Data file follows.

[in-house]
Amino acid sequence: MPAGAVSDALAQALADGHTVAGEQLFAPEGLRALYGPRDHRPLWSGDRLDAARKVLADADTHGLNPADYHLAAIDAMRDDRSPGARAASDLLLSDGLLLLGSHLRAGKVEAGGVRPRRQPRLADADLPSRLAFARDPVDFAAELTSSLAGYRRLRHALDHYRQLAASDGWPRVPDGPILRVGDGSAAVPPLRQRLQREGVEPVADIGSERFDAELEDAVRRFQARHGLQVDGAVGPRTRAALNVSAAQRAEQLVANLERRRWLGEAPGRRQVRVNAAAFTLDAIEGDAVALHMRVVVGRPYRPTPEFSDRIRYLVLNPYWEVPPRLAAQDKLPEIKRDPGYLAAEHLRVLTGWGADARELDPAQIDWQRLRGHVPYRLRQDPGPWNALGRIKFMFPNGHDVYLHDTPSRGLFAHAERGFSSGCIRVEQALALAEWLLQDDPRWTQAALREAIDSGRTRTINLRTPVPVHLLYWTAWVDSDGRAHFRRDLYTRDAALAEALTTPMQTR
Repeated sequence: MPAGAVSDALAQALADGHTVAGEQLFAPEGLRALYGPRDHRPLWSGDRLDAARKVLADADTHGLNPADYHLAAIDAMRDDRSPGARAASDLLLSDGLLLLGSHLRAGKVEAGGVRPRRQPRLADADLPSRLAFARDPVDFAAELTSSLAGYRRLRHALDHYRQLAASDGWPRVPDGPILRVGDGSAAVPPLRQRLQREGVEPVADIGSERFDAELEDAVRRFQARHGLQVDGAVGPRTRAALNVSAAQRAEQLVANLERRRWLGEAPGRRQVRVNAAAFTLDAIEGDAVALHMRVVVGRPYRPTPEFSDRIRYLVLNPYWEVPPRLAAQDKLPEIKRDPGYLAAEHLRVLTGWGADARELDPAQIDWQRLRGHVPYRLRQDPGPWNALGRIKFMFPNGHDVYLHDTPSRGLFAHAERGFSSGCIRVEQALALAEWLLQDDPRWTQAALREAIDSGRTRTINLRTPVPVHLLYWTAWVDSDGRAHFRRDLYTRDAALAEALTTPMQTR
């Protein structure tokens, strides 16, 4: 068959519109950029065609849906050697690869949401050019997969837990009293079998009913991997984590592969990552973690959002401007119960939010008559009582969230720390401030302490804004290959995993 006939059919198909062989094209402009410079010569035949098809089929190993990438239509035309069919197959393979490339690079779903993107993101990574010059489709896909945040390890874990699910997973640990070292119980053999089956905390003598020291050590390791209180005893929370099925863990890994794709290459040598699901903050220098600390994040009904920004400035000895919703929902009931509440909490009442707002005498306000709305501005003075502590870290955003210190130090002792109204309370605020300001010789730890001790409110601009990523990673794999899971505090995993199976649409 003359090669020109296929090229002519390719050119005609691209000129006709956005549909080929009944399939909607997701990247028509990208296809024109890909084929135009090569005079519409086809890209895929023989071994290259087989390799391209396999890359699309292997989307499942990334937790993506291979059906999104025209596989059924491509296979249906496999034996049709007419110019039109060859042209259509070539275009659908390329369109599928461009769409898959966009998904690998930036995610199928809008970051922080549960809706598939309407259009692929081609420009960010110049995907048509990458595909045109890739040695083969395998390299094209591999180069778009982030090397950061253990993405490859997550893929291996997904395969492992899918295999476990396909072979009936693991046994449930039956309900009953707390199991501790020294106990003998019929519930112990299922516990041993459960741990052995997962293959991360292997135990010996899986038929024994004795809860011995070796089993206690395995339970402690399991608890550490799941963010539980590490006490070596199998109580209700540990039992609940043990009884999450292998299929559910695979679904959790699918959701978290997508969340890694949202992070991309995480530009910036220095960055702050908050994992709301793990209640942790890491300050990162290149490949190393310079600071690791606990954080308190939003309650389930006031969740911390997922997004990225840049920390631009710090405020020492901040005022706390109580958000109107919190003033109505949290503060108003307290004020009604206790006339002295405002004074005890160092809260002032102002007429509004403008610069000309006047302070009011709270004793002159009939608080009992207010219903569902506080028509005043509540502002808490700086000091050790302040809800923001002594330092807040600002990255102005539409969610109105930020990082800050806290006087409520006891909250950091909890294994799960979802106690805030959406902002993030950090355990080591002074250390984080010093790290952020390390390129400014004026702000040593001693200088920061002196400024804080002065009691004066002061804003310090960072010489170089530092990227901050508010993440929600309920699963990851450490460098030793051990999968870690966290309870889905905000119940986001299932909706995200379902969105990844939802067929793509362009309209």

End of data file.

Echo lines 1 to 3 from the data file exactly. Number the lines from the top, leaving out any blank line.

[in-house]
Amino acid sequence: MPAGAVSDALAQALADGHTVAGEQLFAPEGLRALYGPRDHRPLWSGDRLDAARKVLADADTHGLNPADYHLAAIDAMRDDRSPGARAASDLLLSDGLLLLGSHLRAGKVEAGGVRPRRQPRLADADLPSRLAFARDPVDFAAELTSSLAGYRRLRHALDHYRQLAASDGWPRVPDGPILRVGDGSAAVPPLRQRLQREGVEPVADIGSERFDAELEDAVRRFQARHGLQVDGAVGPRTRAALNVSAAQRAEQLVANLERRRWLGEAPGRRQVRVNAAAFTLDAIEGDAVALHMRVVVGRPYRPTPEFSDRIRYLVLNPYWEVPPRLAAQDKLPEIKRDPGYLAAEHLRVLTGWGADARELDPAQIDWQRLRGHVPYRLRQDPGPWNALGRIKFMFPNGHDVYLHDTPSRGLFAHAERGFSSGCIRVEQALALAEWLLQDDPRWTQAALREAIDSGRTRTINLRTPVPVHLLYWTAWVDSDGRAHFRRDLYTRDAALAEALTTPMQTR
Repeated sequence: MPAGAVSDALAQALADGHTVAGEQLFAPEGLRALYGPRDHRPLWSGDRLDAARKVLADADTHGLNPADYHLAAIDAMRDDRSPGARAASDLLLSDGLLLLGSHLRAGKVEAGGVRPRRQPRLADADLPSRLAFARDPVDFAAELTSSLAGYRRLRHALDHYRQLAASDGWPRVPDGPILRVGDGSAAVPPLRQRLQREGVEPVADIGSERFDAELEDAVRRFQARHGLQVDGAVGPRTRAALNVSAAQRAEQLVANLERRRWLGEAPGRRQVRVNAAAFTLDAIEGDAVALHMRVVVGRPYRPTPEFSDRIRYLVLNPYWEVPPRLAAQDKLPEIKRDPGYLAAEHLRVLTGWGADARELDPAQIDWQRLRGHVPYRLRQDPGPWNALGRIKFMFPNGHDVYLHDTPSRGLFAHAERGFSSGCIRVEQALALAEWLLQDDPRWTQAALREAIDSGRTRTINLRTPVPVHLLYWTAWVDSDGRAHFRRDLYTRDAALAEALTTPMQTR